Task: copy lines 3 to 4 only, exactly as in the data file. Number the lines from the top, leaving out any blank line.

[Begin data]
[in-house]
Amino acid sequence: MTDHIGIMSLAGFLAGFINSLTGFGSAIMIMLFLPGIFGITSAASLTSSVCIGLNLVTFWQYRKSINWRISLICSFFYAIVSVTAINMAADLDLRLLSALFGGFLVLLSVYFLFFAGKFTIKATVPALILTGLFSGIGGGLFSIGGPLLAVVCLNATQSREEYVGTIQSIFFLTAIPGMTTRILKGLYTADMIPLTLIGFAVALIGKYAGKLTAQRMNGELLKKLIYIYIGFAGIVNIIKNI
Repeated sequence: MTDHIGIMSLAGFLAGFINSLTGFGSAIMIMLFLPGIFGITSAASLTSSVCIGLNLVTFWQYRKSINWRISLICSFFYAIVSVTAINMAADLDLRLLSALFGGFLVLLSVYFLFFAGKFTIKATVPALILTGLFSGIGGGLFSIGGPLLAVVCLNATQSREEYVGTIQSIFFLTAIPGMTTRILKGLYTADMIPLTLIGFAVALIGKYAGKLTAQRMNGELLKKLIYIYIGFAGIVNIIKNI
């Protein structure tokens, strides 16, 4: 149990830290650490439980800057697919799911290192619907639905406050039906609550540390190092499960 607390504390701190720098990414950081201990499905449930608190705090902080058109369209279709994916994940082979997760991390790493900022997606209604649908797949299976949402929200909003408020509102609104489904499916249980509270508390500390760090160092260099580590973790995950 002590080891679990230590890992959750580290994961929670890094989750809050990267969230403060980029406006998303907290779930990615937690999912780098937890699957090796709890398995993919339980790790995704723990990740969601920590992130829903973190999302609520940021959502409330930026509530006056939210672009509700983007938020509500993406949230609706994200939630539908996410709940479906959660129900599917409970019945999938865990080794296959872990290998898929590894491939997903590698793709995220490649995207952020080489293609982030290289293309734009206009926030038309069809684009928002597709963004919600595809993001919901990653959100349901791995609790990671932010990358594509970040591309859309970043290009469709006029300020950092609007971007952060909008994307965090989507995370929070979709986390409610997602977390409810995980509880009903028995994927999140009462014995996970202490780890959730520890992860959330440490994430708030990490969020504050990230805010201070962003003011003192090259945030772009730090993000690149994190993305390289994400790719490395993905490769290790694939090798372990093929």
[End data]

Repeated sequence: MTDHIGIMSLAGFLAGFINSLTGFGSAIMIMLFLPGIFGITSAASLTSSVCIGLNLVTFWQYRKSINWRISLICSFFYAIVSVTAINMAADLDLRLLSALFGGFLVLLSVYFLFFAGKFTIKATVPALILTGLFSGIGGGLFSIGGPLLAVVCLNATQSREEYVGTIQSIFFLTAIPGMTTRILKGLYTADMIPLTLIGFAVALIGKYAGKLTAQRMNGELLKKLIYIYIGFAGIVNIIKNI
């Protein structure tokens, strides 16, 4: 149990830290650490439980800057697919799911290192619907639905406050039906609550540390190092499960 607390504390701190720098990414950081201990499905449930608190705090902080058109369209279709994916994940082979997760991390790493900022997606209604649908797949299976949402929200909003408020509102609104489904499916249980509270508390500390760090160092260099580590973790995950 002590080891679990230590890992959750580290994961929670890094989750809050990267969230403060980029406006998303907290779930990615937690999912780098937890699957090796709890398995993919339980790790995704723990990740969601920590992130829903973190999302609520940021959502409330930026509530006056939210672009509700983007938020509500993406949230609706994200939630539908996410709940479906959660129900599917409970019945999938865990080794296959872990290998898929590894491939997903590698793709995220490649995207952020080489293609982030290289293309734009206009926030038309069809684009928002597709963004919600595809993001919901990653959100349901791995609790990671932010990358594509970040591309859309970043290009469709006029300020950092609007971007952060909008994307965090989507995370929070979709986390409610997602977390409810995980509880009903028995994927999140009462014995996970202490780890959730520890992860959330440490994430708030990490969020504050990230805010201070962003003011003192090259945030772009730090993000690149994190993305390289994400790719490395993905490769290790694939090798372990093929």